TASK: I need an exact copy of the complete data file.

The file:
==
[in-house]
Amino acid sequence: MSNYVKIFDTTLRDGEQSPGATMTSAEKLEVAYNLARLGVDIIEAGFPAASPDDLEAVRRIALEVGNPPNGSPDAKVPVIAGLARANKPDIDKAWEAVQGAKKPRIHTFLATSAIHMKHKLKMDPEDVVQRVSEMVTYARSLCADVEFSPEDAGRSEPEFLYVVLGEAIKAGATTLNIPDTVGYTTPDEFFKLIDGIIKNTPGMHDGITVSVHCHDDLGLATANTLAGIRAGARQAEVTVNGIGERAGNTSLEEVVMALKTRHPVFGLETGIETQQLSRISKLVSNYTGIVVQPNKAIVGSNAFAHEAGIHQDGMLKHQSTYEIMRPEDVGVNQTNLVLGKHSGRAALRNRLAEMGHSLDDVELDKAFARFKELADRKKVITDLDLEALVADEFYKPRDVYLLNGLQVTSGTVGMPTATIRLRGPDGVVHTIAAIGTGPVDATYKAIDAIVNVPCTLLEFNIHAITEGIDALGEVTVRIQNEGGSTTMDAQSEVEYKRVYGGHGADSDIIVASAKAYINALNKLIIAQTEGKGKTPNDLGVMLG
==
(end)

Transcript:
[in-house]
Amino acid sequence: MSNYVKIFDTTLRDGEQSPGATMTSAEKLEVAYNLARLGVDIIEAGFPAASPDDLEAVRRIALEVGNPPNGSPDAKVPVIAGLARANKPDIDKAWEAVQGAKKPRIHTFLATSAIHMKHKLKMDPEDVVQRVSEMVTYARSLCADVEFSPEDAGRSEPEFLYVVLGEAIKAGATTLNIPDTVGYTTPDEFFKLIDGIIKNTPGMHDGITVSVHCHDDLGLATANTLAGIRAGARQAEVTVNGIGERAGNTSLEEVVMALKTRHPVFGLETGIETQQLSRISKLVSNYTGIVVQPNKAIVGSNAFAHEAGIHQDGMLKHQSTYEIMRPEDVGVNQTNLVLGKHSGRAALRNRLAEMGHSLDDVELDKAFARFKELADRKKVITDLDLEALVADEFYKPRDVYLLNGLQVTSGTVGMPTATIRLRGPDGVVHTIAAIGTGPVDATYKAIDAIVNVPCTLLEFNIHAITEGIDALGEVTVRIQNEGGSTTMDAQSEVEYKRVYGGHGADSDIIVASAKAYINALNKLIIAQTEGKGKTPNDLGVMLG